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Monday, Nov 25, 2002

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FIs, banks tighten lending to States

C. Shivkumar

Utilising such loans for revenue expenditure was consequently leading to an escalation in the debt burden of the States, without any concomitant increase in revenue receipts.


FINANCIAL institutions (FI) and banks have tightened lending to the States through the negotiated loans route in a bid to restrict the build-up in outstandings.

Institutions like LIC, GIC, and the HUDCO normally extend the loans to the State Governments through bilateral negotiations. Such loans are raised by the States for the ostensible reason of funding urban housing and social sector development both in the urban and rural areas.

Barring agencies like the HUDCO, for most of the loans there is no other covenant other than guarantees. HUDCO, however, has consistently insisted on physical asset covers for lending to the States. Such loans are normally meant to be utilised for meeting capital expenditure and for the infrastructure sector.

But States have been resorting to this route of borrowings to meet their shortfalls in revenues and capital receipts to sustain Plan expenditure. However, some of these loans were also being utilised for meeting revenue expenditure, sources said here.

Utilising such loans for revenue expenditure was consequently leading to an escalation in the debt burden of the States, without any concomitant increase in revenue receipts. Besides, such loans were also leading an escalation in the interest burden of the States.

This was because such loans were negotiated at rates which were considerably higher than the loans apportioned to them through the RBI and very close to the FI's minimum lending rates. Currently such loans carry an interest rate of around 9 per cent.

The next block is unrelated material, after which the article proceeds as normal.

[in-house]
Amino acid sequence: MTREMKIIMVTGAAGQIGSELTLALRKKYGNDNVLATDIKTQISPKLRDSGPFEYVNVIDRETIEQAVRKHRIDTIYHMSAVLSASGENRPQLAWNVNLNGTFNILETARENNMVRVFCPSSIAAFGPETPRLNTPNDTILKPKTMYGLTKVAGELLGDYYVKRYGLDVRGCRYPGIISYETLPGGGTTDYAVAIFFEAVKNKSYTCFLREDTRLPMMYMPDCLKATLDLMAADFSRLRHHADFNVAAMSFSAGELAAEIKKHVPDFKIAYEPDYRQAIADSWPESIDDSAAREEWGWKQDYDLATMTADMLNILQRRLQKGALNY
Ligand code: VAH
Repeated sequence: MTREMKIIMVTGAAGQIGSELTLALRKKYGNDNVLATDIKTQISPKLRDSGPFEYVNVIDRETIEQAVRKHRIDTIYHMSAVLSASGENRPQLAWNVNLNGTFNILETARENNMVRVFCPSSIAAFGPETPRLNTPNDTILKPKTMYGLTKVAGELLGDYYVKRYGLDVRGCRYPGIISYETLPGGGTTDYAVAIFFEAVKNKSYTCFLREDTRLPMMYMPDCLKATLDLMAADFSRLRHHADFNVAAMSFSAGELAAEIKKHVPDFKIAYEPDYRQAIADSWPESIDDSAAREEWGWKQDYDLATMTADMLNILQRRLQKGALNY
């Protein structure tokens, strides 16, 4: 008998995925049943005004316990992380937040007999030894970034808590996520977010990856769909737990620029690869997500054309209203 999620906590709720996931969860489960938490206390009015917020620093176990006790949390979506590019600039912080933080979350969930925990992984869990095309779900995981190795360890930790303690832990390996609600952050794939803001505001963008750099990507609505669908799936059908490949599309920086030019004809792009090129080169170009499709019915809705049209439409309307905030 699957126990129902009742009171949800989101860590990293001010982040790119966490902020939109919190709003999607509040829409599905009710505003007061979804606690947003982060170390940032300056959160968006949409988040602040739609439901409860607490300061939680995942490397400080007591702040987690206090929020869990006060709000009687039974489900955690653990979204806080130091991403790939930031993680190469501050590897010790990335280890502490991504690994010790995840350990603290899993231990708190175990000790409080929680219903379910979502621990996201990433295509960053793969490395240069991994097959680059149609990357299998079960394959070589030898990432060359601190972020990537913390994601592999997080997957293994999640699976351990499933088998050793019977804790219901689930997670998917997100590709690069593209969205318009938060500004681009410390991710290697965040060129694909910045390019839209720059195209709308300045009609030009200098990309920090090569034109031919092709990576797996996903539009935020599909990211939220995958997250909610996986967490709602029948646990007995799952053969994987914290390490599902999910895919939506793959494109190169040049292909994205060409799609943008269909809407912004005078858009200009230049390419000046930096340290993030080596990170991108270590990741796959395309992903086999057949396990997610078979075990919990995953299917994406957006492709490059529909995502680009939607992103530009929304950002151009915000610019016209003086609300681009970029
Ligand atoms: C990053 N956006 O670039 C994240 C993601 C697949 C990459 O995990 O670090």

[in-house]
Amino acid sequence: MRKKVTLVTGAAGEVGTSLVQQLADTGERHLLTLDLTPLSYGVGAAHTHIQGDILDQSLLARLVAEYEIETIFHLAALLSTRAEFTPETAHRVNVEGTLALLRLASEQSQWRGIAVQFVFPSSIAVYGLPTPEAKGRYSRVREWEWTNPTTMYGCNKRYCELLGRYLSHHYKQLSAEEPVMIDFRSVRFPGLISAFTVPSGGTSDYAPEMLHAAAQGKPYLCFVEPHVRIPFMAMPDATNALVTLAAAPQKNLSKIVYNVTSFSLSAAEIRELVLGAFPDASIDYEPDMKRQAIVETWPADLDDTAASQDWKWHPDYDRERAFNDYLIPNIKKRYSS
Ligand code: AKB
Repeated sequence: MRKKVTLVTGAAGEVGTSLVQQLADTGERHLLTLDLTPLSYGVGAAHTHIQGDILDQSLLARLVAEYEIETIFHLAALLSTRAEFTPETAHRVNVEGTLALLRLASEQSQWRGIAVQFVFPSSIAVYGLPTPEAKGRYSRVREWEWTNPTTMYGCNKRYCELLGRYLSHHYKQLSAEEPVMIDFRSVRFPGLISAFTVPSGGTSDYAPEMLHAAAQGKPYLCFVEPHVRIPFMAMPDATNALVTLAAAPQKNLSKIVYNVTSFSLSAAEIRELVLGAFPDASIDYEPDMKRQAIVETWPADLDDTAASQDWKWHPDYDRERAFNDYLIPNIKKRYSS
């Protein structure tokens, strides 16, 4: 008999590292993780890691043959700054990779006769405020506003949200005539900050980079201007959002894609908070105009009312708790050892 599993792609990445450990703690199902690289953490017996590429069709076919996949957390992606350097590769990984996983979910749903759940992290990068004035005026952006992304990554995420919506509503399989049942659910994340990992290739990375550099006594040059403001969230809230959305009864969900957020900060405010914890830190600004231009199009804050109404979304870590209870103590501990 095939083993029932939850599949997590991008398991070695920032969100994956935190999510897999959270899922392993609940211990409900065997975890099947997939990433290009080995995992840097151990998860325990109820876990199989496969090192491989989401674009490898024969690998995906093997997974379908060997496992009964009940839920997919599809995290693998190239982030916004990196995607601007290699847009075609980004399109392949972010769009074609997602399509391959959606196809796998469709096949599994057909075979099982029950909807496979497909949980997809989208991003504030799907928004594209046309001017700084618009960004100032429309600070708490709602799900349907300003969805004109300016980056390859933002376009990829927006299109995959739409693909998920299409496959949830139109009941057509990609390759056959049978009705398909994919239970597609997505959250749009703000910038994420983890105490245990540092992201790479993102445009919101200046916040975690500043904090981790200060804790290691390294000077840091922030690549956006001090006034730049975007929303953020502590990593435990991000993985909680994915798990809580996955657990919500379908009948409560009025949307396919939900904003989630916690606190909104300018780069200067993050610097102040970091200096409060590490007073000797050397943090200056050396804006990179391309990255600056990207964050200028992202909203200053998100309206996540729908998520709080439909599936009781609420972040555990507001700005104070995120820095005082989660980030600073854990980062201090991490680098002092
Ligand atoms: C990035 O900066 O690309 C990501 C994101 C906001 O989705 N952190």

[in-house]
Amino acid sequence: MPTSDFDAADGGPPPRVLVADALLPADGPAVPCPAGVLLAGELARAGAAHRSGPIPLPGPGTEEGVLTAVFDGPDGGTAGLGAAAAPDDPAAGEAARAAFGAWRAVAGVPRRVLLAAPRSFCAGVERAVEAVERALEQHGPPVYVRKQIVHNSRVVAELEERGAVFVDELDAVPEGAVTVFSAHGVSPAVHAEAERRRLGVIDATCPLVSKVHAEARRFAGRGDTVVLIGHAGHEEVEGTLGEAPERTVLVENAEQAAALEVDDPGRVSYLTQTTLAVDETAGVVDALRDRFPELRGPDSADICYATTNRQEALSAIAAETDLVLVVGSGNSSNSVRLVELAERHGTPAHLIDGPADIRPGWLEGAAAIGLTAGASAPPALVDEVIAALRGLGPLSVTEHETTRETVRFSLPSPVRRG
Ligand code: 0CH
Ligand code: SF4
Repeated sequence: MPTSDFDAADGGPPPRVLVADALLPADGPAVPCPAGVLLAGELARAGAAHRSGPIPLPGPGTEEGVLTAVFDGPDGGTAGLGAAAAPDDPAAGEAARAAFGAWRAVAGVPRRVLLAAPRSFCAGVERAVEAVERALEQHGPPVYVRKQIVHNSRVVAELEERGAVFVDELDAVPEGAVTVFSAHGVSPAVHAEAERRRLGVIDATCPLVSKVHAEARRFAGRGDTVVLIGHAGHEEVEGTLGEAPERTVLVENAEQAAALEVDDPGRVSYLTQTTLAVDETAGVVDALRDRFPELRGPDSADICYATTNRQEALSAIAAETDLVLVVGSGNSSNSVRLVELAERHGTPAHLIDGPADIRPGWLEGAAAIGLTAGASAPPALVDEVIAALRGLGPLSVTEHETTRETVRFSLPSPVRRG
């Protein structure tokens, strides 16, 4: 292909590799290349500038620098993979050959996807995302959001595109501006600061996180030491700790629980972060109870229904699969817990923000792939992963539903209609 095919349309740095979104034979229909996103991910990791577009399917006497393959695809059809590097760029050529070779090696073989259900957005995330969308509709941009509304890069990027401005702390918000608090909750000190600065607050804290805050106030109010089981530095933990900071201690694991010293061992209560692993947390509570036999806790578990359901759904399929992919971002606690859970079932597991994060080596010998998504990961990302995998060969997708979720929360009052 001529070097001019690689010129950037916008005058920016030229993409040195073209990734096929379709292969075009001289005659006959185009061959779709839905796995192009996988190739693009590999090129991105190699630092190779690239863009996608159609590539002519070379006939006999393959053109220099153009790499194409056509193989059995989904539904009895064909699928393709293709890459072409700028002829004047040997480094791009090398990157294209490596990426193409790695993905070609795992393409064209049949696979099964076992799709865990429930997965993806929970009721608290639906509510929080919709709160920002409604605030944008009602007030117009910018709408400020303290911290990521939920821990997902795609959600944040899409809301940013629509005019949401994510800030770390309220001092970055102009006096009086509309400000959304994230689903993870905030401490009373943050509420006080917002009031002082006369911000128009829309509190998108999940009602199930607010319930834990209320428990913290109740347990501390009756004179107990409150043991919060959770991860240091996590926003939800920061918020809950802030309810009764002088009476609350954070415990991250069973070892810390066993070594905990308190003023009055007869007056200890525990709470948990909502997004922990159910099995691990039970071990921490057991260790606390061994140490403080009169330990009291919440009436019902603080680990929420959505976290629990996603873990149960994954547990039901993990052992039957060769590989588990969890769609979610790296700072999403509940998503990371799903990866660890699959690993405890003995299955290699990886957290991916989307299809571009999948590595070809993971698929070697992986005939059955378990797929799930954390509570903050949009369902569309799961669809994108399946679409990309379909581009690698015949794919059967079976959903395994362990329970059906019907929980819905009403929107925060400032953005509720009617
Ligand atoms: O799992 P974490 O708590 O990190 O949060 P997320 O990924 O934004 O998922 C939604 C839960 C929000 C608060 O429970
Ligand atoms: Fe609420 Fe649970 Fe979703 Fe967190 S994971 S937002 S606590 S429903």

As a result of such borrowings, the outstanding liabilities of States to FIs and banks have been mounting in recent years.

These liabilities are about one third of the gross internal debt of the States. Currently, outstanding to FIs and banks stand in the region of about Rs 50,000 crore. Since the beginning of this decade alone such borrowings have shown an increase of 40 per cent per year.

These borrowings, however, exclude resources raised through guaranteed bonds through various State Government utilities.

The sources said that the Centre had already advised the States that such borrowings could not be sustained for meeting revenue shortfalls, in view of the potential increase in interest costs. "Such high interest costs cannot be sustained if they are used only for revenue expenditure," the sources said. The only alternative is for the States to cut back on such borrowings.

But the States had so far been reluctant to cut back on such sources of borrowings, the sources said.

The Centre's advice comes even as some of the FIs and banks have begun complaining of delays and defaults in meeting the interest and principal servicing by some of the States, leading to severe asset-liability mismatches for the lenders.

Besides, the Centre has also conveyed that in the event of defaults on such loans without sovereign guarantees, the risks would have to be entirely borne by the respective States.

The Reserve Bank and the Ministry of Finance have so far not accepted the demands of FIs/banks for a charge on Central transfers by the lenders. Instead, the Centre has now advised the FIs and banks to slow down such lendings to States and advised that such loans should be extended, only after their own due diligence is conducted and purely on the bankability of the projects.

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FIs, banks tighten lending to States

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